Imagine the most wonderful breakfast you’ve ever had, or dreamed of having. Of course there will be multiple parts to it. Eggs, bacon, toast, biscuits, delicious jelly, perhaps pancakes or waffles with cream and berries. Naturally, it will be accompanied by the very best coffee or tea (or both), along with creamy milk and fresh-squeezed orange juice. This is a very good breakfast, and you would be happy to have it.
But imagine having to prepare that every day. We need breakfast, and it’s important. But what if all we have time for today is a piece of toast with peanut butter? What if our energy levels are low? A bowl of cornflakes will keep us going for a bit. Maybe we need to grab an apple or a granola bar and hurry out the door for a busy day.
The ideal breakfast is out there, and without a doubt, there will be the day when that breakfast is served. And we will be delighted. We will enjoy every bite and tuck it away in memory as that time when we got to savor the best of all possible breakfasts. But life doesn’t generally allow us that every day, and we can be content with toast, oatmeal, cornflakes, or a tub of yogurt most of the time, because those more modest breakfasts meet our needs and keep us going until lunch.
What does this have to do with narration?
If you practice narration in your home school and hang out with other moms who practice narration, you are going to hear about other kids’ narrations. Moms like to share. You’ll read about the great narration someone else’s six year old, or ten year old, or teenager did, and you might look side-wise at your own kids and worry that their narrations aren’t quite at that level.
But neither is every breakfast.
You’d take a picture of that fancy breakfast and post it on Instagram, but maybe not the peanut butter toast, and definitely not the pre-packaged yogurt or granola bar. It’s the same with the narrations we tend to share. We share the best of the best—the really good ones that we appreciated and savored because they were special.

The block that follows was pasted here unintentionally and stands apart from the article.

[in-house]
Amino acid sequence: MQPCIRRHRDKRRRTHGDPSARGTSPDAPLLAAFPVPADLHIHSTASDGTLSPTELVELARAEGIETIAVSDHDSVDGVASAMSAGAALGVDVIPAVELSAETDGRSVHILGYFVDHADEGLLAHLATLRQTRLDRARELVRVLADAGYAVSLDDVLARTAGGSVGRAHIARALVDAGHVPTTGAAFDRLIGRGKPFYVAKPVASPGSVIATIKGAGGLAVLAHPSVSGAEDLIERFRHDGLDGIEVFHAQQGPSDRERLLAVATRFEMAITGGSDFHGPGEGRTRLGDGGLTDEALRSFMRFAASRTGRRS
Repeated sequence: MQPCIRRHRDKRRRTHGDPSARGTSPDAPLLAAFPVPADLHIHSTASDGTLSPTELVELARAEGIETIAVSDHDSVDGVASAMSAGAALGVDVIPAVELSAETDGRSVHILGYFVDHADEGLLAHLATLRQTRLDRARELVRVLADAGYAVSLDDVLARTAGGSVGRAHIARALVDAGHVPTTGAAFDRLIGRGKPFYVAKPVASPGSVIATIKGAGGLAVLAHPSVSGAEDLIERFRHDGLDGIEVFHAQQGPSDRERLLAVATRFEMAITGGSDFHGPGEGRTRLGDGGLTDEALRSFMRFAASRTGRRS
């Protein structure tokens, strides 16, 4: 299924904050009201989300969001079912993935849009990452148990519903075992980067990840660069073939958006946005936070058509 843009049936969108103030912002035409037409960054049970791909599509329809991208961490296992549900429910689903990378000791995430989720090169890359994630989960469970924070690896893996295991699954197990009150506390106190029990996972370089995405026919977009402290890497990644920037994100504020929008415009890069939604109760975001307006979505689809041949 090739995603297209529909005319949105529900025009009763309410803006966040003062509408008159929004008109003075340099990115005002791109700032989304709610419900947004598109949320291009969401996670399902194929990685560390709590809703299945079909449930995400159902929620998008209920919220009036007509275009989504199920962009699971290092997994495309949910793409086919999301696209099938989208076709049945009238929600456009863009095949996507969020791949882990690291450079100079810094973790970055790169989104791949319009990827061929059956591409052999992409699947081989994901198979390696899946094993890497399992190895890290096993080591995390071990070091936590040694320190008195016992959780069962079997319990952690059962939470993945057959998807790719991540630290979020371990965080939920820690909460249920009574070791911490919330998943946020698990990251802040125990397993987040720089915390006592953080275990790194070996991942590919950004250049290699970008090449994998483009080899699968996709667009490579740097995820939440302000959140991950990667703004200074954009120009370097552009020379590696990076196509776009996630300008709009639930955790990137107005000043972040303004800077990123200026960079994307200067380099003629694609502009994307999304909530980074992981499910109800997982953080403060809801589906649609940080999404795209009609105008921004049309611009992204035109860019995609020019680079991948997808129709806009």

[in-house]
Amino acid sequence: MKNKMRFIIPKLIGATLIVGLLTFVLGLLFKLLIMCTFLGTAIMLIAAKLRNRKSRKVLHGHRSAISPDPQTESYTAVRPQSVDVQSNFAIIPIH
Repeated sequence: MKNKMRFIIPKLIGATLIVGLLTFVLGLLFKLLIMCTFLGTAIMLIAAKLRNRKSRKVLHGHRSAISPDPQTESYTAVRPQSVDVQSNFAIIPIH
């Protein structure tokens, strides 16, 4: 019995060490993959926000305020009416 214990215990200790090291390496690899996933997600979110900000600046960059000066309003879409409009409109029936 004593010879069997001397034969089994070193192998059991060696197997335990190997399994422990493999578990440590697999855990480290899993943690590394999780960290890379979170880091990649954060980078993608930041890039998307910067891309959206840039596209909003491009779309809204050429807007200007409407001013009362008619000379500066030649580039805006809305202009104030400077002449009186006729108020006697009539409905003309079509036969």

But the daily round of breakfast—and narrations—isn’t always photo-worthy.
And that is one hundred percent okay.
Read that sentence again and make sure you really, really get it. It is okay—absolutely, positively fine—that breakfast and narrations are a little ordinary.
Because the raison d’être of breakfast is just to fuel you up until lunch, and the raison d’être of narration is simply to exercise the mind so that it digests what it has taken in. It isn’t a graded performance.
If your child’s narration lacks the bells and whistles of a fancy breakfast, just think about the basic substance. Did they understand the material enough to be able to narrate it at all? That’s enough—you can move on to the next thing. The need has been met, and there will be many opportunities in the future for the really lively, engaged narration with flourishes and connections to other things. That’s the one you’ll want to savor and share (like those other moms). But it doesn’t mean the more humdrum daily narrations don’t matter, or haven’t done their work in the marathon task that is a child’s education.
Just as we don’t have the time and money resources to make every breakfast a picture-perfect feast, our children don’t have the mental resources to make every narration a stand-out masterpiece you’ll want to share on the internet. But if they’ve shown up and made the effort to narrate at all, that’s what needed to happen, and like oatmeal for breakfast, everyone will be satisfied enough to keep going. For today, that’s what counts.